One of my greatest childhood sheros has gone to be with the ancestors. Cicely Tyson, 96, was an icon to every Black girl who grew up in the 70s and 80s. Cicely personified black excellence, beauty and grace every time she was on screen. Cicely was a pioneer and paved the road for many dark skinned black women who came behind her. Cicely was a national treasure, especially in the Black American and West Indian communities. I will always remember Cicely as Binta from the Roots Miniseries (1977) and as Harriet Tubman in A Woman Called Moses. In fact, every time I think of Harriet Tubman, Cicely Tyson is the face I see. Cicely Tyson was an Oscar nominated actress who received an honorary Oscar in 2018. Cicely also won two Emmys for her role in Miss Jane Pitmann and a Tony for The Trip to Bountiful. President Obama gave Cicely his last Medal of Freedom before leaving office. Cicely was also know for turning down roles as prostitutes, drug addicts and maids. Cicely said those sort of roles demeaned Black women and she wanted to uplift Black women with the characters she portrayed. Cicely was also married to jazz great Miles Davis in the 80s (I always forget that tidbit).
Cicely saw a recent resurgence in her career these last few years when she appeared in The Help in 2011 and alongside Viola Davis again in How to Get Away with Murder. Cicely played Ophelia Harkness, Annalise Keating’s mother. Cicely’s appearance in HTGAWM re-introduced her to a new younger audience and reminded those of us who knew and loved her from our childhoods of her greatness. Cicely’s death was confirmed by her family via her manager Larry Thompson. Below is more on her passing and legacy via ABCNews:
Tyson’s death was announced by her family, via her manager Larry Thompson, who did not immediately provide additional details.
“With heavy heart, the family of Miss Cicely Tyson announces her peaceful transition this afternoon. At this time, please allow the family their privacy,” according to a statement issued through Thompson.
A one time model, Tyson began her screen career with bit parts but gained fame in the early 1970s when Black women were finally starting to get starring roles. Besides her Oscar nomination, she won two Emmys for playing the 110-year-old former slave in the 1974 television drama “The Autobiography of Miss Jane Pittman.”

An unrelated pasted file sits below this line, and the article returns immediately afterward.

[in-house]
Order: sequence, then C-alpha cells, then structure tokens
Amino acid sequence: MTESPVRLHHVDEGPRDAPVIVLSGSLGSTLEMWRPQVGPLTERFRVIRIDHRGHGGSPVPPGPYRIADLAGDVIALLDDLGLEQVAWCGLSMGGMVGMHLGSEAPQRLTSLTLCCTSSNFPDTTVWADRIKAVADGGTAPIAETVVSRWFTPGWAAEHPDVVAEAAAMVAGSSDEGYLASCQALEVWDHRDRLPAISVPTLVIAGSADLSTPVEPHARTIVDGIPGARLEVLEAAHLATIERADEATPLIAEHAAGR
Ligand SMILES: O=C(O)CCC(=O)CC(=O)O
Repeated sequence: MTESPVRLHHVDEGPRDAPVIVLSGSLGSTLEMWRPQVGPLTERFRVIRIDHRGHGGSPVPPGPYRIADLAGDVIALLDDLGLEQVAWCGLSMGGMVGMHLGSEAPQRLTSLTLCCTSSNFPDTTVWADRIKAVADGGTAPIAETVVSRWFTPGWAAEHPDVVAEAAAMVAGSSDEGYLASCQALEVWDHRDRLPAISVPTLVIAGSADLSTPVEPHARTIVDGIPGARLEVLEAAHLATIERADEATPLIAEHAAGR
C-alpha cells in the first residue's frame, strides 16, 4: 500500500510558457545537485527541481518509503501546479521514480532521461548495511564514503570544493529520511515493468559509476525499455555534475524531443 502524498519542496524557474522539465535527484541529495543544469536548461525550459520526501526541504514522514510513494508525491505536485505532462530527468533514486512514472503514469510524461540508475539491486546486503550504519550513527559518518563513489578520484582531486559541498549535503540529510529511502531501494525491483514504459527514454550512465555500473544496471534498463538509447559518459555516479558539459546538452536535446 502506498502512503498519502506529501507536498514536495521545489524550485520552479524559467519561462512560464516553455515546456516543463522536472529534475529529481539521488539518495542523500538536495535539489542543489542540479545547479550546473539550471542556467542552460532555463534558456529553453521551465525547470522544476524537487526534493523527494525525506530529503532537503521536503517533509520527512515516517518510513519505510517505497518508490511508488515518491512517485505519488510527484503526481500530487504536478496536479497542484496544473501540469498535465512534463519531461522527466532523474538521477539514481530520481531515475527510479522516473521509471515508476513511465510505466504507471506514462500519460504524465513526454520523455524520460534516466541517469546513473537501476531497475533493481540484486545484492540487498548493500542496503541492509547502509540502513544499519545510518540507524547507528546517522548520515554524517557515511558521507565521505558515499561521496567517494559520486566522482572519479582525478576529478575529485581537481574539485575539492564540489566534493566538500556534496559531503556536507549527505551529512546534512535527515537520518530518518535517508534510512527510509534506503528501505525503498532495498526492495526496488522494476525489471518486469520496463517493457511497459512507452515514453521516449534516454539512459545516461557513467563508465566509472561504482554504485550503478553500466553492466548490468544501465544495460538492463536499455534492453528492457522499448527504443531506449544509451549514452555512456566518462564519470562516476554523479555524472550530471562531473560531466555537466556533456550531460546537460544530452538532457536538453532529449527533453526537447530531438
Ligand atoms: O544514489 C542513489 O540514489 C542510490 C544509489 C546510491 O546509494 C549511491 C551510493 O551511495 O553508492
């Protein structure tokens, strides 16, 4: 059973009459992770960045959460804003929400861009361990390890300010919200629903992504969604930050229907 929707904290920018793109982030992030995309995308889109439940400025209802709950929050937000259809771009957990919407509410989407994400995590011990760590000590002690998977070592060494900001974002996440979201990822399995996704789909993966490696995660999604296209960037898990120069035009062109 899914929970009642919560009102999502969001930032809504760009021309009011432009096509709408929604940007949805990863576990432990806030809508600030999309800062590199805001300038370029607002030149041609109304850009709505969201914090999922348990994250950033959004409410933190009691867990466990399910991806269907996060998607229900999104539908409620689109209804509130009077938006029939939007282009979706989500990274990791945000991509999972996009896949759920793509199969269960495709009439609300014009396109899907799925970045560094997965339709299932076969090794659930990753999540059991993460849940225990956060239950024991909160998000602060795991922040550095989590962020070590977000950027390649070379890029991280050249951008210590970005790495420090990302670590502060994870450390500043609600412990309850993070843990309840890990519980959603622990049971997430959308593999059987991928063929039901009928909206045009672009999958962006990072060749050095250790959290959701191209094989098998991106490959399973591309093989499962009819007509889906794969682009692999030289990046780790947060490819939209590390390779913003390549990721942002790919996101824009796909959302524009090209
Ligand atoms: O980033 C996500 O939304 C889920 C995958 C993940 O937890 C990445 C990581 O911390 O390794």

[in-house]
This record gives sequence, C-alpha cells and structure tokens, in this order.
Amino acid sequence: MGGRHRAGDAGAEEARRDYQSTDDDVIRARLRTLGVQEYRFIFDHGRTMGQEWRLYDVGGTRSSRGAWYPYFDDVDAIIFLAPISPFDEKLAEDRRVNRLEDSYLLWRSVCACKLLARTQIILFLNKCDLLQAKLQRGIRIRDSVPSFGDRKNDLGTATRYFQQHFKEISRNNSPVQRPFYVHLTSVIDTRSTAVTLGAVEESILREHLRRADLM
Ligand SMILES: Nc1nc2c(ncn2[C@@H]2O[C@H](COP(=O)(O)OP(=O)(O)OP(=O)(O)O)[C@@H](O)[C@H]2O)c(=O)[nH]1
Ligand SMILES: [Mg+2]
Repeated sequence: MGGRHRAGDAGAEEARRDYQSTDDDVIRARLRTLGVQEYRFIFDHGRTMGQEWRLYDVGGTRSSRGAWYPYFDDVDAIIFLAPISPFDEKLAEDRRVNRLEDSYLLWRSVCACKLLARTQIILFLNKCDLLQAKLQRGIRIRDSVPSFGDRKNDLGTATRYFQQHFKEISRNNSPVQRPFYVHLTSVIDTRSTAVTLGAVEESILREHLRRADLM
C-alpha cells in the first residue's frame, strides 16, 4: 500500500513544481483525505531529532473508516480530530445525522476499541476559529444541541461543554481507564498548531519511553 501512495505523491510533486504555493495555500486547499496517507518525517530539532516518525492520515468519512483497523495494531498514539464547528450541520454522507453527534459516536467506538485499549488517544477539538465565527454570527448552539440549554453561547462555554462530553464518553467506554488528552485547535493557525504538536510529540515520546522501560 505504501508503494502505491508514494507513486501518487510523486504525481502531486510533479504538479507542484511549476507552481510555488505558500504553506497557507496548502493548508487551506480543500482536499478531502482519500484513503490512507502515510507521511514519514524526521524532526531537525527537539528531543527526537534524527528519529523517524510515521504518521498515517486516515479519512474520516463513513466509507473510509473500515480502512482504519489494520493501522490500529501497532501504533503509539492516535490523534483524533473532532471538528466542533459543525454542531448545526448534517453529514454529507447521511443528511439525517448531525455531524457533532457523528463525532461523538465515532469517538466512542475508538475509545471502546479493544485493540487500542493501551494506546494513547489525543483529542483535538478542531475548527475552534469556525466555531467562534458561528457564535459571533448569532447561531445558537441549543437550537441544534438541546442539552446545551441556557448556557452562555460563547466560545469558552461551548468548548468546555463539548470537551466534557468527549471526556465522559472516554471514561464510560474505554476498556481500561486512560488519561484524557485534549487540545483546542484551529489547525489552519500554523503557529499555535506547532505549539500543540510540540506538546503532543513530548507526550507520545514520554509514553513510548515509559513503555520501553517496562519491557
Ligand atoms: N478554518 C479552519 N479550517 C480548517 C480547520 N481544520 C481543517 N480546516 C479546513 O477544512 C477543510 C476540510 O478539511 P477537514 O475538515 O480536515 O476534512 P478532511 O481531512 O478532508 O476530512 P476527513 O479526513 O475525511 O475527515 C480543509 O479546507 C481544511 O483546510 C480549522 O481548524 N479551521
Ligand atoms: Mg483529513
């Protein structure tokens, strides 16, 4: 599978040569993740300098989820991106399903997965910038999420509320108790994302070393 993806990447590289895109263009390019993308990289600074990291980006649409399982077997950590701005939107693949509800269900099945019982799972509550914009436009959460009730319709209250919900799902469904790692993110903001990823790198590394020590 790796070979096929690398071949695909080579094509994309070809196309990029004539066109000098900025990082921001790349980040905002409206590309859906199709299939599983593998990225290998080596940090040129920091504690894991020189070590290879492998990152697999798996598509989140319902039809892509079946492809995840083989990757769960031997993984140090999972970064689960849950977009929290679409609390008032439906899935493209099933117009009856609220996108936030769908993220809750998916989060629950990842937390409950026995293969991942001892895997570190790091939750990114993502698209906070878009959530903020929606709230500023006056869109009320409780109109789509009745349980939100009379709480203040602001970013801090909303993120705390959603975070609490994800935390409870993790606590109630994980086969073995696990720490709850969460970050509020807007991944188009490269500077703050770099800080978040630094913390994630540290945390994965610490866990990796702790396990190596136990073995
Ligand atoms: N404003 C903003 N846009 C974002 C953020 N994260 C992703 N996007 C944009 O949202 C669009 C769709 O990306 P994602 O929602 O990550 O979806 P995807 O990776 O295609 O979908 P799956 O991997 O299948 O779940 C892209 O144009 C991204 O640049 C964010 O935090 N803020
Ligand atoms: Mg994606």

Tyson’s memoir, “Just As I Am,” was published this week.
“I’m very selective as I’ve been my whole career about what I do. Unfortunately, I’m not the kind of person who works only for money. It has to have some real substance for me to do it,” she told The Associated Press in 2013.
Besides her Oscar nomination, she won two Emmys for playing the 110-year-old former slave in the 1974 television drama “The Autobiography of Miss Jane Pittman.” A new generation of moviegoers saw her in the 2011 hit “The Help.” In 2018, she was given an honorary Oscar statuette at the annual Governors Awards. “This is a culmination of all those years of haves and have nots,” Tyson said.
She was one of the recipients for the 2016 Presidential Medal of Freedom, the nation’s highest civilian honor. At that ceremony, President Barack Obama said: “Cicely’s convictions and grace have helped for us to see the dignity of every single beautiful memory of the American family.”
“Sounder,” based on the William H. Hunter novel, was the film that confirmed her stardom in 1972. Tyson was cast as the Depression-era loving wife of a sharecropper (Paul Winfield) who is confined in jail for stealing a piece of meat for his family. She is forced to care for their children and attend to the crops.
The New York Times reviewer wrote: “She passes all of her easy beauty by to give us, at long last, some sense of the profound beauty of millions of black women.” Tyson went on to earn an Academy Award nomination as best actress of 1972.
A couple of days ago I had heard that she had written a memoir and I had placed it in my cart on Amazon, preparing to purchase it this weekend. I was editing a video and had just stepped away from Twitter for about an hour. When I returned, the announcement that Cicely had passed was everywhere. The shock of losing yet another great from my childhood hurt my soul. I know she was 96 and that she lived a long beautiful life but she represented so much to me. I sometimes scoff when people say representation matters. I tend to forget and take for granted how often I saw black faces in film and on television when I was growing up. Cicely and Grace Jones were the two melanated queens that I grew up seeing that reminded me of my own beauty despite what society told me. Cicely was my dark and lovely representation who had a special type of regalness that came with the women of her generation. I didn’t want to emulate Cicely but she was a blueprint to the power I carry within from generations of African ancestors.
I feel no matter what I write, I will not be able to capture how much Cicely Tyson meant to me. She represented triumph over adversity, grace in the fire, majestic beauty that transcends all cultural norms and joy through forgiveness. Cicely will always be legendary and someone I looked up to. I know Cicely rests in the warm embrace of the ancestors. And what a fierce warrior to have on the other side. But I shall miss Cicely’s words of wisdom that she would often drop in interviews, and her beautiful face on my screen. Cicely will be missed but may she rest in power always.
Let’s remember Cicely reminding us that we are all queens:
— Strong Black Lead (@strongblacklead) January 29, 2021
Here’s her interview last week with Gayle King for CBS This Morning where she talks about her book and her life:
— CBS This Morning (@CBSThisMorning) January 26, 2021
Embed from Getty Images
Embed from Getty Images
Embed from Getty Images
Photos credit: Avalon.red and Getty
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